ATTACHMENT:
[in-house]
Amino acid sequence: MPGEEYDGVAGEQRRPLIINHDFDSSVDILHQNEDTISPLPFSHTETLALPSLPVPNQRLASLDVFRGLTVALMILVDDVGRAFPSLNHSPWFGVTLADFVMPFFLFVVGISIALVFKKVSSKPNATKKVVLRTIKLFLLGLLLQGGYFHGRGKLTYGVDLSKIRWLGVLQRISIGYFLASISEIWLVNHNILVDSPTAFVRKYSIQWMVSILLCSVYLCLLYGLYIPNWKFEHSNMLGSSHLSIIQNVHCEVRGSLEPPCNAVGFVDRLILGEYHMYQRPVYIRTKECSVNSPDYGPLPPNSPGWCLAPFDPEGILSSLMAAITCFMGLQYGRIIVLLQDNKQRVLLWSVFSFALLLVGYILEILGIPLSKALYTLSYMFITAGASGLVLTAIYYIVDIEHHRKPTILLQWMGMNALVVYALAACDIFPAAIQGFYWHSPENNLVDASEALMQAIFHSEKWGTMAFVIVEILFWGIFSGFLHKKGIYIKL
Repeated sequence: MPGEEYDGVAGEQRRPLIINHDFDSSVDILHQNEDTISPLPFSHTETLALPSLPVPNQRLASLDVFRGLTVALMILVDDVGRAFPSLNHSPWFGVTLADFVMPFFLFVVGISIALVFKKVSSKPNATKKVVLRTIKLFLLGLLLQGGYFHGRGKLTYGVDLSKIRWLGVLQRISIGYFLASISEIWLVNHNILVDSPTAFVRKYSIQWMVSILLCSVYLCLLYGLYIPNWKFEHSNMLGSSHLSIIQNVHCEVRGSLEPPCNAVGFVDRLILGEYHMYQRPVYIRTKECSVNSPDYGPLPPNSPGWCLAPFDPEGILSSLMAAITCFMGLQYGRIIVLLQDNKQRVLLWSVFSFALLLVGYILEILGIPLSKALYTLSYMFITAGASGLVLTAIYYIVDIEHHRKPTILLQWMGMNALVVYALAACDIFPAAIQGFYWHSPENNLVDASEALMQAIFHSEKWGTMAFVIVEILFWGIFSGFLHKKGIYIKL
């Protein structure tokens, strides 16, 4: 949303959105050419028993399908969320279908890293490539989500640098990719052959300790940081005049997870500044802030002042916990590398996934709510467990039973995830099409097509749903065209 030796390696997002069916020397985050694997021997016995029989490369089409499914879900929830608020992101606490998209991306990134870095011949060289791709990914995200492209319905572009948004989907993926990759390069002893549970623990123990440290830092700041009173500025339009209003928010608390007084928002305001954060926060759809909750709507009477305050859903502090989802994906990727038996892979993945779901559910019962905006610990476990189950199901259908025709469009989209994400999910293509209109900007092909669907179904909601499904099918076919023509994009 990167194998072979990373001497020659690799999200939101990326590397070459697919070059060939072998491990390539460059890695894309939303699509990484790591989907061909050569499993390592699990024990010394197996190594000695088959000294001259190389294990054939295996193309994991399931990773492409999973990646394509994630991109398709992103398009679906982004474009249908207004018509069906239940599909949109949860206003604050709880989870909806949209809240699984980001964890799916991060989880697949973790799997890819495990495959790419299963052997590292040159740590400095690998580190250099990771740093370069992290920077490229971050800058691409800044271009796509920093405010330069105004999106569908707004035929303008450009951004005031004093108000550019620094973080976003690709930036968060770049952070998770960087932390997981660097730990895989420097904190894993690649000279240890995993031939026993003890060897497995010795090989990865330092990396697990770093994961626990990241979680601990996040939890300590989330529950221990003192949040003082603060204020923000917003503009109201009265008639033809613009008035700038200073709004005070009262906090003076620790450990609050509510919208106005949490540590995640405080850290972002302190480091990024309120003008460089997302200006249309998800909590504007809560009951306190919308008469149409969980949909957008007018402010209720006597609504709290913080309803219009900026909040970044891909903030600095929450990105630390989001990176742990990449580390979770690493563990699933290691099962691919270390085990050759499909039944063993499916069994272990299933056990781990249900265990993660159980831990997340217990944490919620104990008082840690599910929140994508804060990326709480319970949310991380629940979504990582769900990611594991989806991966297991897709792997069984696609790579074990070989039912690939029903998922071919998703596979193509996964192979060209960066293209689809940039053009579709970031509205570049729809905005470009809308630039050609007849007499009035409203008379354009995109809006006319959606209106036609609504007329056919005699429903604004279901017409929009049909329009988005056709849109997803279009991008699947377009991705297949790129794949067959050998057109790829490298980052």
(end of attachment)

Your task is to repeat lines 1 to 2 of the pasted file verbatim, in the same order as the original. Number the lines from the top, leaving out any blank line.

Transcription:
[in-house]
Amino acid sequence: MPGEEYDGVAGEQRRPLIINHDFDSSVDILHQNEDTISPLPFSHTETLALPSLPVPNQRLASLDVFRGLTVALMILVDDVGRAFPSLNHSPWFGVTLADFVMPFFLFVVGISIALVFKKVSSKPNATKKVVLRTIKLFLLGLLLQGGYFHGRGKLTYGVDLSKIRWLGVLQRISIGYFLASISEIWLVNHNILVDSPTAFVRKYSIQWMVSILLCSVYLCLLYGLYIPNWKFEHSNMLGSSHLSIIQNVHCEVRGSLEPPCNAVGFVDRLILGEYHMYQRPVYIRTKECSVNSPDYGPLPPNSPGWCLAPFDPEGILSSLMAAITCFMGLQYGRIIVLLQDNKQRVLLWSVFSFALLLVGYILEILGIPLSKALYTLSYMFITAGASGLVLTAIYYIVDIEHHRKPTILLQWMGMNALVVYALAACDIFPAAIQGFYWHSPENNLVDASEALMQAIFHSEKWGTMAFVIVEILFWGIFSGFLHKKGIYIKL